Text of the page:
Writing For The Web Engage Your Audience With A Conversational Style

Once prim and proper, the art of the written word has changed dramatically since the advent of the world wide web. Previously stuffy and formal, writing for the web has morphed into a very relaxed and “real” style that closely parallels the way we speak.
Forget the days of hard and fast rules like no dangling participles; never (ever!) ending a sentence in a preposition; or avoiding using the past perfect tense in a sentence.
Today’s writing needs to be authentic and real – you need to speak to your readers in writing the way you would talk to them face to face.
Why? Because you want to engage your readers and talk WITH them, not AT them.
Conversational writing draws your readers in and lets them see you as human. It helps you connect with your audience and create a sense of intimacy – something that formal writing of days past could never achieve.
So how do you keep it real and converse with your readers via the written word?
1. Write Like You Talk – The #1 rule for writing for the web is to “write like you talk.” This also helps you in your writing, because if you get stuck and are not sure what you want to write, just sit back for a moment and think what you want to say … and then just type what you’re thinking.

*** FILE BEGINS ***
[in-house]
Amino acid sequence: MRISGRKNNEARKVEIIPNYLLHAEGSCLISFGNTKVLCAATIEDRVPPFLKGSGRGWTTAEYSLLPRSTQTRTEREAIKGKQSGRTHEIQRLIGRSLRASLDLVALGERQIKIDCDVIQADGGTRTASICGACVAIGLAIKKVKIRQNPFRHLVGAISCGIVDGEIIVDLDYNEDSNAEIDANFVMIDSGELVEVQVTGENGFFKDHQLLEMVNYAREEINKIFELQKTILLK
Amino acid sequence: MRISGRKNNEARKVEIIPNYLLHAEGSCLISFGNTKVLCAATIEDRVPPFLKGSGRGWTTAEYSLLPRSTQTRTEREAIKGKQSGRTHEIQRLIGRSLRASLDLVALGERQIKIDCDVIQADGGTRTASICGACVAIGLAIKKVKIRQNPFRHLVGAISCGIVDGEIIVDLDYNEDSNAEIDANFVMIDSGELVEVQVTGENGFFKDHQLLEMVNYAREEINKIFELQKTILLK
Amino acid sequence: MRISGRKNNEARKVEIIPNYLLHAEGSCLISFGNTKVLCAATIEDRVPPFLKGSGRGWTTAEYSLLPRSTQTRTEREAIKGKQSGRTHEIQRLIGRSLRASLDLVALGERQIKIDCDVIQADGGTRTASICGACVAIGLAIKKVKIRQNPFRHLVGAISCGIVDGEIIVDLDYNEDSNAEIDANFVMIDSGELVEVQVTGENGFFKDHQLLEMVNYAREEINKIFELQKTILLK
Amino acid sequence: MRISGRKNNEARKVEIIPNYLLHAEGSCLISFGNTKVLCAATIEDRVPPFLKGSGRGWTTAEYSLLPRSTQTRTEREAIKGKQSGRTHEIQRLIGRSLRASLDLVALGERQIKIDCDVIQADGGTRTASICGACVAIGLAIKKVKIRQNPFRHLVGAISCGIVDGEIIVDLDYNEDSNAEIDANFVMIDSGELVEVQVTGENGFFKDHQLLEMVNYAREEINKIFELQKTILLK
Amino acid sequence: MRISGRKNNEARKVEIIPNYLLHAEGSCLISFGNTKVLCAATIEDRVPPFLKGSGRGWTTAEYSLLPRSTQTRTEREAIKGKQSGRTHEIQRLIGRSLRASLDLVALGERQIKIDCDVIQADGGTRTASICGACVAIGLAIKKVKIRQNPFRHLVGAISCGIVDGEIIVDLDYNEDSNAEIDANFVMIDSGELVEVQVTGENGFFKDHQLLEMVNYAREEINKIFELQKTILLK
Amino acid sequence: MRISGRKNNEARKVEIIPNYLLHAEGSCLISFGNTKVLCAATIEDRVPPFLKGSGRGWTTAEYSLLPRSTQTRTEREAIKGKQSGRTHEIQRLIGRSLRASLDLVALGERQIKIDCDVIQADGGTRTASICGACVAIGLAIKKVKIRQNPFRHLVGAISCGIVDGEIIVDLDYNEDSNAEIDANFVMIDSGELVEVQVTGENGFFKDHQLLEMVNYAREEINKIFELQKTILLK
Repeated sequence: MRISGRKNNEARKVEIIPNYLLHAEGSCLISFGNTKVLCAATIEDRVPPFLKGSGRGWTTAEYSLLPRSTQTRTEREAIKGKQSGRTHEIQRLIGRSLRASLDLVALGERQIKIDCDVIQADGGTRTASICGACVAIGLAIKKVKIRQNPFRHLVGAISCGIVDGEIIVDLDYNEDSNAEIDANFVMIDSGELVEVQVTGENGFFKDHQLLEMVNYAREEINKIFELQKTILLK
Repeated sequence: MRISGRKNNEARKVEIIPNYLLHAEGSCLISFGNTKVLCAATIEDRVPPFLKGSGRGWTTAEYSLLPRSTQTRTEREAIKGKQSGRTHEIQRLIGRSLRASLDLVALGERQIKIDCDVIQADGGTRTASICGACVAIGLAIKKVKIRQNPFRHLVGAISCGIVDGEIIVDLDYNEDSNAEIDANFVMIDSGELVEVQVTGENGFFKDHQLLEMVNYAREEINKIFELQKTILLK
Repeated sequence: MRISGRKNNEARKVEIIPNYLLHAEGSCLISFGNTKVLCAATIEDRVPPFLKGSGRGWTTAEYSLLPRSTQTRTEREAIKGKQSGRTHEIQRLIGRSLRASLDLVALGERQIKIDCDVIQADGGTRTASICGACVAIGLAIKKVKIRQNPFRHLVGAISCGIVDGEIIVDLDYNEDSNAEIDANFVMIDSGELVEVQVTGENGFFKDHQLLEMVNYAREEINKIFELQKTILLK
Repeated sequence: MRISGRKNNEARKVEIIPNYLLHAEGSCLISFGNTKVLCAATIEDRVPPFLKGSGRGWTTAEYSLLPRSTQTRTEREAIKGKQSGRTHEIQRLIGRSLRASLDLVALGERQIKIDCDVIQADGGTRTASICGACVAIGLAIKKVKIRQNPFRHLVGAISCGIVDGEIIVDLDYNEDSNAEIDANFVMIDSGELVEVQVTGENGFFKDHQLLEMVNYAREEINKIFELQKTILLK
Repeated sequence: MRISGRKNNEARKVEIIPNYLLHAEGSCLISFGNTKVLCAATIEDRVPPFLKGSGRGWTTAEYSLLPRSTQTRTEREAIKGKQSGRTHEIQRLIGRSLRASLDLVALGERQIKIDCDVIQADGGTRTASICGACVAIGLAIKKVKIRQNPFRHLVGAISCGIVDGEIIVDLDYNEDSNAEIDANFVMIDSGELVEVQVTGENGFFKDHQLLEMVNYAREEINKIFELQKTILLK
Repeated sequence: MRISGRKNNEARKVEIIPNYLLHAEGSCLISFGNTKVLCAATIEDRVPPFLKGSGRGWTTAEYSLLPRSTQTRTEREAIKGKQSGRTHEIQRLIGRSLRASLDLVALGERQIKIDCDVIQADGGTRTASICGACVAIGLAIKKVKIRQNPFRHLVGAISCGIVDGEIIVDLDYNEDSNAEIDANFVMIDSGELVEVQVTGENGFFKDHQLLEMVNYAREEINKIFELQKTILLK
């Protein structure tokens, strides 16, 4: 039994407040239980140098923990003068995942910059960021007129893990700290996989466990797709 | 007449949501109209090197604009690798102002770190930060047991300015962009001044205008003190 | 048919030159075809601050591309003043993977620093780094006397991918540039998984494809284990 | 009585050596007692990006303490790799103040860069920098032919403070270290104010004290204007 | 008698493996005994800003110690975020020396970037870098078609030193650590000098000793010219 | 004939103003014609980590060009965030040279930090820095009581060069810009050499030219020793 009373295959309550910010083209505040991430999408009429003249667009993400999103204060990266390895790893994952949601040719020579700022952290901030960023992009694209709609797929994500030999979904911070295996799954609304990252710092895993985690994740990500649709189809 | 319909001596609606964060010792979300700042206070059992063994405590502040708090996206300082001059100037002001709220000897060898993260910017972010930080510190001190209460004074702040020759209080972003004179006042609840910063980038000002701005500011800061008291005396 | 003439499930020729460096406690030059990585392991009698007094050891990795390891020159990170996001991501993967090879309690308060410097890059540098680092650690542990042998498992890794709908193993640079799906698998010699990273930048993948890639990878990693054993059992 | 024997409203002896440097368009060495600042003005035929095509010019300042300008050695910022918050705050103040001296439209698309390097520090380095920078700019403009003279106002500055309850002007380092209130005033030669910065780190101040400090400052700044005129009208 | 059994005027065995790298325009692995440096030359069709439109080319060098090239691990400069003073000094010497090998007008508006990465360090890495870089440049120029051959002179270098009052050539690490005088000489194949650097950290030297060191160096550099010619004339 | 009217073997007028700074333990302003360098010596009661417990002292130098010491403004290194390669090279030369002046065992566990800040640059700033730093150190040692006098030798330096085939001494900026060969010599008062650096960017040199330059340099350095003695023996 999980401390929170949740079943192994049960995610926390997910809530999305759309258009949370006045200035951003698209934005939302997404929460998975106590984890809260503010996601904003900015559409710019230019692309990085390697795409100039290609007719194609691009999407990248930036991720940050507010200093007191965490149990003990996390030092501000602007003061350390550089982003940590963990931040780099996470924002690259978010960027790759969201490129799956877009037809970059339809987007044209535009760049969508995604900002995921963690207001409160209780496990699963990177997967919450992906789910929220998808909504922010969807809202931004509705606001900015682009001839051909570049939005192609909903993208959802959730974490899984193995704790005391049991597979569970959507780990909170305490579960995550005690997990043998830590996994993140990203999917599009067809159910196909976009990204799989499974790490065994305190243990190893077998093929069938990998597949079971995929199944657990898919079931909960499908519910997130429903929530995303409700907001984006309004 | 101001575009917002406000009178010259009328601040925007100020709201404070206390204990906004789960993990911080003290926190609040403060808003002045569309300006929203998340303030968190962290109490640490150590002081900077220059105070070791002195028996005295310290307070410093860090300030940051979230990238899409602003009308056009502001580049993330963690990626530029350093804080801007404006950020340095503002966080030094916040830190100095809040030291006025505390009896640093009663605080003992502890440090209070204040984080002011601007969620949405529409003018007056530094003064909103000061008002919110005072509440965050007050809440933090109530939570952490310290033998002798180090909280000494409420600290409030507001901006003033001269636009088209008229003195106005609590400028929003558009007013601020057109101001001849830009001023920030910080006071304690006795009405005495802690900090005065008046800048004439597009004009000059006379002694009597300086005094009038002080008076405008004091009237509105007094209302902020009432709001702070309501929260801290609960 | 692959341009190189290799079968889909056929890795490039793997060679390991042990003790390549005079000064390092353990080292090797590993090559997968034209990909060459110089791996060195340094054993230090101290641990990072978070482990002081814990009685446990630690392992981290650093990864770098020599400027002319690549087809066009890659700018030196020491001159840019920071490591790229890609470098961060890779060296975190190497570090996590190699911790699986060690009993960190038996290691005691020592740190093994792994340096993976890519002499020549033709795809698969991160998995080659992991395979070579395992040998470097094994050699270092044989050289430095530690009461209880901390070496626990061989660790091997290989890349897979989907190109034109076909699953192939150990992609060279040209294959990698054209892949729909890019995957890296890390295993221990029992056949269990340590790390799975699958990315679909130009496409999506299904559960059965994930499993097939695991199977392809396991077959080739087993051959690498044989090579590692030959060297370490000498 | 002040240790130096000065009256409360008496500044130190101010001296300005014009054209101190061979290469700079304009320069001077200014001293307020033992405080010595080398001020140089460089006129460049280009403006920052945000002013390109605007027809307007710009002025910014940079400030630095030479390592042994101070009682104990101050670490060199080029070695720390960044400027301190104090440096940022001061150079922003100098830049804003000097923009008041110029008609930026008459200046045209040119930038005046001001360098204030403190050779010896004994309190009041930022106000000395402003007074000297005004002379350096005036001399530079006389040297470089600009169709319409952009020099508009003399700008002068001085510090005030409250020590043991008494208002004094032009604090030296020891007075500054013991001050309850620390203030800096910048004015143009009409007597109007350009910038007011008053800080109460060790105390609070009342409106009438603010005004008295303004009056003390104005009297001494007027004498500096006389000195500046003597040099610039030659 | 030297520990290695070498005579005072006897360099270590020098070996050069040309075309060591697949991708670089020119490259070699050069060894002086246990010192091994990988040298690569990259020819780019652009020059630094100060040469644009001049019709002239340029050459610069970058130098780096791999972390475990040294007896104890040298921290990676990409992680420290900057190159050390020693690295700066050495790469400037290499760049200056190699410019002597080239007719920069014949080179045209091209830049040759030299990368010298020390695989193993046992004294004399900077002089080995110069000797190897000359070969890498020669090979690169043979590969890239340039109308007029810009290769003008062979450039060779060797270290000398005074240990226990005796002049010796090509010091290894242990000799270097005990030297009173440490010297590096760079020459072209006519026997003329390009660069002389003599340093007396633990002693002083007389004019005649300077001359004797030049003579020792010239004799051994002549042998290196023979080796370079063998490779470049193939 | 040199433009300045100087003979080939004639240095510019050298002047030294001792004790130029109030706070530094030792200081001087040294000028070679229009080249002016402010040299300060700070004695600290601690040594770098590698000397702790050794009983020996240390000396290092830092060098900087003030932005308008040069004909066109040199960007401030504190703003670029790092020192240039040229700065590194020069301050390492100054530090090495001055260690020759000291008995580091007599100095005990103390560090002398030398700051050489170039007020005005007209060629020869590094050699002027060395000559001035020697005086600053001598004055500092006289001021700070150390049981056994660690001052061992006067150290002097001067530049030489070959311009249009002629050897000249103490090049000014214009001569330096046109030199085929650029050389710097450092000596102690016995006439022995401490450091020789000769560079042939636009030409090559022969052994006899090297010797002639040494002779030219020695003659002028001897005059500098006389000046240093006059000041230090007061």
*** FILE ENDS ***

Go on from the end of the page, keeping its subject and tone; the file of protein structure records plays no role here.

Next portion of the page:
2. Use You-centric Language – Your audience is probably well past grade school, so treat them like it. By using you-centric language, you talk with them (not AT them.) You also covertly show them that you understand and get their needs, wants, and objectives, and can relate to them and their problems. You-centric language also puts you on the same level as equals (unlike third-person language that sets you above them and can cause readers to subconsciously bristle.)
3. Break the Rules – Gone are the days where you were forbidden from starting sentences with ‘and’, ‘but’, ‘or’, etc. Transitioning paragraphs by using conjunctions mirrors how we talk; it sounds natural to your reader just like a conversation.
4. Use Contractions – Again in the vein of “write like you talk”, you’ll want to use contractions for most of your writing because it is how people speak in the everyday world.
5. When in Doubt, Talk it Out – As you finalize the piece you’re writing, make sure to read it aloud. This will help you catch any stilted or overly formal parts that sound unnatural or overly authoritarian.
Mastering great writing for the web is a matter of following the KISS method – Keep it Short and Simple. Write like you talk, choose simple over complex, use smaller words instead of bigger, and always remembers your objective: To engage your reader and “speak” to them in your writing as if you’re talking with a friend.

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